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Anyone practice with the DP switched off? #2855812 06/05/19 02:12 PM
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thickfingers Offline OP
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Just been trying to get a hang of using arm weight for consistency of key strike...Seems good practice to do it without sound.
Learning a new (little, again (Le Petit Rien, Couperin)) piece--getting a good feel for R/L synchrony, timing, etcetera just by listening to the key thumps. Today, anyway. Should sound quite nice when I can get it nice and even before I turn the DP back on...

Er, for non-acoustic users only, sorry for those stuck with genuine Steinways, et:c grin

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Re: Anyone practice with the DP switched off? [Re: thickfingers] #2855839 06/05/19 03:49 PM
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thickfingers Offline OP
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Apparently not. Well, never mind then. See ya later.

Re: Anyone practice with the DP switched off? [Re: thickfingers] #2855843 06/05/19 04:09 PM
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What is DP?

Re: Anyone practice with the DP switched off? [Re: thickfingers] #2855846 06/05/19 04:19 PM
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I try it occasionally. More frequently though, I'll play a few songs in other "voices", such as Church Organ or Steel Guitar. I do it mostly as a memorization aid; playing a familiar piece on an unfamiliar instrument lets me hear it in a fresh new perspective, one which I don't already have ties to. As they say, your mileage may vary. And yes, this won't work on an acoustic.

Re: Anyone practice with the DP switched off? [Re: thickfingers] #2855860 06/05/19 05:14 PM
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At first I thought this idea made no sense but then I remembered that a Russian pianist/teacher I know said as a young girl she practiced the motion of playing with arm weight on the closed lid of a piano "countless times". I think the idea is that that allows one to practice the motion and how it should feel without worrying about playing specific notes.

Re: Anyone practice with the DP switched off? [Re: thickfingers] #2855866 06/05/19 05:28 PM
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I did this today actually. I was practicing Beethoven and in a difficult passage, suddenly I had not sound, but I was still playing. I guess the lamp on my piano scooted over a button and shut off the sound LOL laugh

In all seriousness, I haven't done this, but I will listen to the action of the sound along with the actual tone to detect evenness (or unevenness). But I don't see any drawbacks from doing this as an exercise as long as you "sing" the notes in your head while doing so.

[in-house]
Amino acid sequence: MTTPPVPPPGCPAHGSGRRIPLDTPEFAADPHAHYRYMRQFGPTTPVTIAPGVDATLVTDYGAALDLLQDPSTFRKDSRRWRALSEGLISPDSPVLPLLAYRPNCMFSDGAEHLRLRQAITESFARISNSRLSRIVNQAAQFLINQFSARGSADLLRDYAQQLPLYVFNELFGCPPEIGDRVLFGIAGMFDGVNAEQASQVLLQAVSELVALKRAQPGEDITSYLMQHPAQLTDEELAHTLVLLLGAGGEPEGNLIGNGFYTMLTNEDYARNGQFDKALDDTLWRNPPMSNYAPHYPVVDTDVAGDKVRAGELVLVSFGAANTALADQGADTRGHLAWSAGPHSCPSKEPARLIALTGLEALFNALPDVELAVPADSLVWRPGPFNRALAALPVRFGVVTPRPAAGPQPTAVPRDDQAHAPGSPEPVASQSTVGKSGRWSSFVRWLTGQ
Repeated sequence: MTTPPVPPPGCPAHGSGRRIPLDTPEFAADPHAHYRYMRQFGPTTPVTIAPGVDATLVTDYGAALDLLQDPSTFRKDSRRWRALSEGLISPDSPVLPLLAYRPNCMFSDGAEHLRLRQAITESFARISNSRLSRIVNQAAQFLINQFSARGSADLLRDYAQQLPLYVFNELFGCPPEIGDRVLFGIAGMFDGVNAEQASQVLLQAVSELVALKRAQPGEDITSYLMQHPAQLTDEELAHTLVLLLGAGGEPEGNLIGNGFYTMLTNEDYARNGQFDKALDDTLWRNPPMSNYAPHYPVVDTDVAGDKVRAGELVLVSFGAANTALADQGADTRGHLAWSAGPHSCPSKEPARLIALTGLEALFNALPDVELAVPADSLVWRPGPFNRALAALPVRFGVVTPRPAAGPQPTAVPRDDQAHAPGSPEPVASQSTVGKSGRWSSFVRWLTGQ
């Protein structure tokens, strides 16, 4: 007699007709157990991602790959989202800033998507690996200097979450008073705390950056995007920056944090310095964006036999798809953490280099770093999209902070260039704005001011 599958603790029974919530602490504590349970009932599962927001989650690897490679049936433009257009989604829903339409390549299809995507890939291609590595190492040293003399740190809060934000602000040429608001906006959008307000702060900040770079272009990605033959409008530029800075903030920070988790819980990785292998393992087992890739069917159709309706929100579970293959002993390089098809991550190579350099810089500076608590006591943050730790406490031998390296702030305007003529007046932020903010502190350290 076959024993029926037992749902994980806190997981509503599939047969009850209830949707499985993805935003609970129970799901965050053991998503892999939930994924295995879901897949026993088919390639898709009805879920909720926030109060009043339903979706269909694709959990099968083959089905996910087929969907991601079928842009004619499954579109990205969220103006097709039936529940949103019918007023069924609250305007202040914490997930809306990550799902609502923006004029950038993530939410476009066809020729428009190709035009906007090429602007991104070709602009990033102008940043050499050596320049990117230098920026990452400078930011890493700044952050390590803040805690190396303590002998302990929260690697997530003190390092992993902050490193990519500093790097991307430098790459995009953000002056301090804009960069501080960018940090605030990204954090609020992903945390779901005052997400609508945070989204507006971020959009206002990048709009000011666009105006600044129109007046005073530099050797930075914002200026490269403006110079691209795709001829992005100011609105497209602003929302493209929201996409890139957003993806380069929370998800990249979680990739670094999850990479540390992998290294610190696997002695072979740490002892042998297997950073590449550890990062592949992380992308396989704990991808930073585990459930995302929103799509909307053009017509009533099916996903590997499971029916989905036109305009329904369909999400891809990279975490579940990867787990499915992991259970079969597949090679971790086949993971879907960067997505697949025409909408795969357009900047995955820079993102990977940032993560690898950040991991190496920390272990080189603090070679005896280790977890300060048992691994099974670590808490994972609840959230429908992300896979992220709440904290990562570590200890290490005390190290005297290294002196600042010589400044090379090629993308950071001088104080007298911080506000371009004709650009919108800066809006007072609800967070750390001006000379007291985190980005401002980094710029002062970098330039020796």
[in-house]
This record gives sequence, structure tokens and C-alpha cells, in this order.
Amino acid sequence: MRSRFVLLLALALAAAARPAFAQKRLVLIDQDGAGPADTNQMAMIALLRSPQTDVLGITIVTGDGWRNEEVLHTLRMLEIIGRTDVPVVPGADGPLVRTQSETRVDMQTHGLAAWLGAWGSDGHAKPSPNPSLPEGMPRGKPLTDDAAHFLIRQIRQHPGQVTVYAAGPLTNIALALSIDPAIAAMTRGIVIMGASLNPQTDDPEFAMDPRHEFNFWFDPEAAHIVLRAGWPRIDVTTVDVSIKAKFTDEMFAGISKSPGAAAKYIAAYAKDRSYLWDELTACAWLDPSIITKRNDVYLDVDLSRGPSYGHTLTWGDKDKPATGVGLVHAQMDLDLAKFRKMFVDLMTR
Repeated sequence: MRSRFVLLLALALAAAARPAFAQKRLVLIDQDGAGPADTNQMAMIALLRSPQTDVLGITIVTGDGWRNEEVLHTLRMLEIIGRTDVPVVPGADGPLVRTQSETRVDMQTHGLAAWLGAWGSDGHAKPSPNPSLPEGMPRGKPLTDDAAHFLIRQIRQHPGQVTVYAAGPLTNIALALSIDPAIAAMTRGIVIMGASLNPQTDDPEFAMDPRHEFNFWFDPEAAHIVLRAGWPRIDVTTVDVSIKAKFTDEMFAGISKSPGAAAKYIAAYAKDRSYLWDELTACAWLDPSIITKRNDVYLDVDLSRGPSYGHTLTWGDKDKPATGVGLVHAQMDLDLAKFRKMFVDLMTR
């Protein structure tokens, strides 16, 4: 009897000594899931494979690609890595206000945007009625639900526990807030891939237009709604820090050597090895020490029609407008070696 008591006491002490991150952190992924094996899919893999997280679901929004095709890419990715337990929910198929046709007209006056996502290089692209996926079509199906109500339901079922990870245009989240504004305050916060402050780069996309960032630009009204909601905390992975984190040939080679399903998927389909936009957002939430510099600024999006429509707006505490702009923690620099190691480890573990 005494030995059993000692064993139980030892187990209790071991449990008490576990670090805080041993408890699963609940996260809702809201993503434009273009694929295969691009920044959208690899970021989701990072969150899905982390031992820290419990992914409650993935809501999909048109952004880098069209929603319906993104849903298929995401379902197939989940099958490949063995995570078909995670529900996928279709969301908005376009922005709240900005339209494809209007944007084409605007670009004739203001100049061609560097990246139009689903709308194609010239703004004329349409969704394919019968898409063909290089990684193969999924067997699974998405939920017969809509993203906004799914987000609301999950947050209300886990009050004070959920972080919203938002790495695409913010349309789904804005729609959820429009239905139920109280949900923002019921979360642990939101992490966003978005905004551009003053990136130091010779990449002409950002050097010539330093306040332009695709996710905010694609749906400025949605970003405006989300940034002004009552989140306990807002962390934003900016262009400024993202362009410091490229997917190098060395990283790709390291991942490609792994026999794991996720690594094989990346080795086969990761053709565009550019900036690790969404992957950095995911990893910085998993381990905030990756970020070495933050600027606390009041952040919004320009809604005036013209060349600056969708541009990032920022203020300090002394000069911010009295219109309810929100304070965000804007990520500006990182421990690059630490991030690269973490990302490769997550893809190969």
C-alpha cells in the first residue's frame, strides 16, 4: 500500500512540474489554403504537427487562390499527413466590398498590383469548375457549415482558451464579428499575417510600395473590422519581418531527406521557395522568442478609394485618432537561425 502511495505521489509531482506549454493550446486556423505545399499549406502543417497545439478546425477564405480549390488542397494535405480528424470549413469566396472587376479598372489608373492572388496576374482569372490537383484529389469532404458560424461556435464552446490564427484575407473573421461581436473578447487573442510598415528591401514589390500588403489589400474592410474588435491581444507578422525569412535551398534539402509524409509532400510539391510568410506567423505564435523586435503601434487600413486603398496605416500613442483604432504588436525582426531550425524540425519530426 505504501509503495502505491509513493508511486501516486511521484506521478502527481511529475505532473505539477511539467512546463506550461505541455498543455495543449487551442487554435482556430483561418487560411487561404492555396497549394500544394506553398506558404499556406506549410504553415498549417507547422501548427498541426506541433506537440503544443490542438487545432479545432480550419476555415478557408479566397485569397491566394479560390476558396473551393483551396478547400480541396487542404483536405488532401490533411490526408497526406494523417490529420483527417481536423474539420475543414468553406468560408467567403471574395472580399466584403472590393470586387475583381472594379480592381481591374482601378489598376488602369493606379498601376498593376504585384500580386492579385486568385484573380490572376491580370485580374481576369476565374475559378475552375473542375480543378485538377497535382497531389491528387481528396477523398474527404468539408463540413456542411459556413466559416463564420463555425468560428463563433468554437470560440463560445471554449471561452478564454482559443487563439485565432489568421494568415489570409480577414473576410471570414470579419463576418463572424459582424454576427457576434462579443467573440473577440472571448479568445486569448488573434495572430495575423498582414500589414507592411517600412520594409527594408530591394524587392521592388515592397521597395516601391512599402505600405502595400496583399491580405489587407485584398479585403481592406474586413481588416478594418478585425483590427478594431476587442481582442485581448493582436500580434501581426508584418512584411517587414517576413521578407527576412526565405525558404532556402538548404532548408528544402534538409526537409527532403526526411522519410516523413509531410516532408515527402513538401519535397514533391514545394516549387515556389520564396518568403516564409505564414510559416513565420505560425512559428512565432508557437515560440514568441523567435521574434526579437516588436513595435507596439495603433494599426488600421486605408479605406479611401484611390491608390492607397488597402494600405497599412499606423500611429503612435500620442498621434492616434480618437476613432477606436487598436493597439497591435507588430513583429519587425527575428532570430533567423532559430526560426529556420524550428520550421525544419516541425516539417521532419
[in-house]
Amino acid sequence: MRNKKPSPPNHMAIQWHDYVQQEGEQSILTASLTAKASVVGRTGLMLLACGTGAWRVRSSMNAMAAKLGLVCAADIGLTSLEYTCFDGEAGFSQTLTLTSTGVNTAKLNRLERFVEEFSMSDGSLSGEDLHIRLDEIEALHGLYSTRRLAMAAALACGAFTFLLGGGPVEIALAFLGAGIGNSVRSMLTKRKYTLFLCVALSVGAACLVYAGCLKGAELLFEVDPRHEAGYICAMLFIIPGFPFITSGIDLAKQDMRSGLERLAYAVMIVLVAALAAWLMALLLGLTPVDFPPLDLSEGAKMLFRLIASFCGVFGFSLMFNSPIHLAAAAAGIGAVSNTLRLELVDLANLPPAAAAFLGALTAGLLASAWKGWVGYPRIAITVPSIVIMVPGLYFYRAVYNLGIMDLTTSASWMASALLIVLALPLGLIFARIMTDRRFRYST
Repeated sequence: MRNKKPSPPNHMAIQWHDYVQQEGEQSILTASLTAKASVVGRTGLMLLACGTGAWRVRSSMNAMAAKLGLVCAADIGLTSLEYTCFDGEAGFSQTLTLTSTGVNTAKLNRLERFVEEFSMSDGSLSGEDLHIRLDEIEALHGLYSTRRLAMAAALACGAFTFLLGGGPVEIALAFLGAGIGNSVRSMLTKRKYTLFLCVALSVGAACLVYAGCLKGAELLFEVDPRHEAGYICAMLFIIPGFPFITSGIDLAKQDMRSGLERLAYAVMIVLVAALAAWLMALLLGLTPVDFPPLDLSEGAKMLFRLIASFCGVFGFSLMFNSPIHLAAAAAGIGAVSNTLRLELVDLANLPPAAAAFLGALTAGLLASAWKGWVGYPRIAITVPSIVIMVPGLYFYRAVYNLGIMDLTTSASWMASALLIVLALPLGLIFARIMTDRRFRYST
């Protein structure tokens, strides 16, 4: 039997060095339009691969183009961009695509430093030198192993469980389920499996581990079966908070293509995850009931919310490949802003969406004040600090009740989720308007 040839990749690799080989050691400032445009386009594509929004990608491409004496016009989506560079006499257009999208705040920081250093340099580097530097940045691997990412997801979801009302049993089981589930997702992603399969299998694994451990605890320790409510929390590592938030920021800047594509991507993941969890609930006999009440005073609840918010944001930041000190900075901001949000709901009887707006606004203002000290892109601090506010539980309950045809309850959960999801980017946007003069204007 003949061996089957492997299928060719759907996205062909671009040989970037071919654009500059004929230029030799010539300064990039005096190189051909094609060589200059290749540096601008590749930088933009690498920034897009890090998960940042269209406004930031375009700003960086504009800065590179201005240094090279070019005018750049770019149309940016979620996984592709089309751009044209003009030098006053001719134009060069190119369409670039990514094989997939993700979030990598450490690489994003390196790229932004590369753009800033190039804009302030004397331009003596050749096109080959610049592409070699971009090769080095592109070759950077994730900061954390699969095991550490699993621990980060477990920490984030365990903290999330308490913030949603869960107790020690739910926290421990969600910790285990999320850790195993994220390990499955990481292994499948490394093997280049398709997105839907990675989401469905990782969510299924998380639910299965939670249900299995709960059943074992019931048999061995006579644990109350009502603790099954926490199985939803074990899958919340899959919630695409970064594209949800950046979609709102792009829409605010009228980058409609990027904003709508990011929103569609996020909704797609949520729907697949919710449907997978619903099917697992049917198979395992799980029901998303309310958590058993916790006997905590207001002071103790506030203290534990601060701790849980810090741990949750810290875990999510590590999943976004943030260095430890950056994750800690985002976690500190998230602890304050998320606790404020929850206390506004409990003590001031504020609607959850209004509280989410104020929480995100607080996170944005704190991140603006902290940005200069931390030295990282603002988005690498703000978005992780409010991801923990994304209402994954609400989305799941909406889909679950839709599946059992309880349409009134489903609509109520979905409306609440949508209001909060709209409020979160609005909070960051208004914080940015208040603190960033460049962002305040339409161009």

private piano/voice teacher FT

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Re: Anyone practice with the DP switched off? [Re: thickfingers] #2855870 06/05/19 05:44 PM
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I do all my technical work on a silent Virgil Practice Clavier. Aside from much greater key resistance I suppose it is the same thing. I have never used the up and down clicks though, can’t see any point in them.


"We shall always love the music of the masters, but they are all dead and now it's our turn." - Llewelyn Jones, my piano teacher
Re: Anyone practice with the DP switched off? [Re: thickfingers] #2855934 06/06/19 01:39 AM
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Originally Posted by thickfingers
Just been trying to get a hang of using arm weight for consistency of key strike...Seems good practice to do it without sound.
Learning a new (little, again (Le Petit Rien, Couperin)) piece--getting a good feel for R/L synchrony, timing, etcetera just by listening to the key thumps. Today, anyway. Should sound quite nice when I can get it nice and even before I turn the DP back on...

Er, for non-acoustic users only, sorry for those stuck with genuine Steinways, et:c grin


I find this idea quite strange. Let me explain why

Many years ago now I read a book called the "Inner Game of Tennis" which really resonated with me. In effect it said there was two versions of you. There was a background you that just got on with the job. If it had feedback it would notice the mistakes and correct them automatically. In the foreground was the egotistical version of you. Very much a drill sergeant who would try and tell the background what to do. This version of you was also good at feeding in little worries - like "The last time you tried this it didn't work". The trick the "Inner Game" series (there was a whole number of these - and I recently learned there is an "Inner Game of Music" although I haven't read it) promotes its to distract foreground you into a task that provide background you with better feedback. In tennis its getting the foreground you to concentrate on when the ball bounces and when you hit it by saying "Bounce" and "Hit" at the exact moment it happens. This provides great feedback to the background you who then automatically alters the swing of the racket to hit the ball back over the net.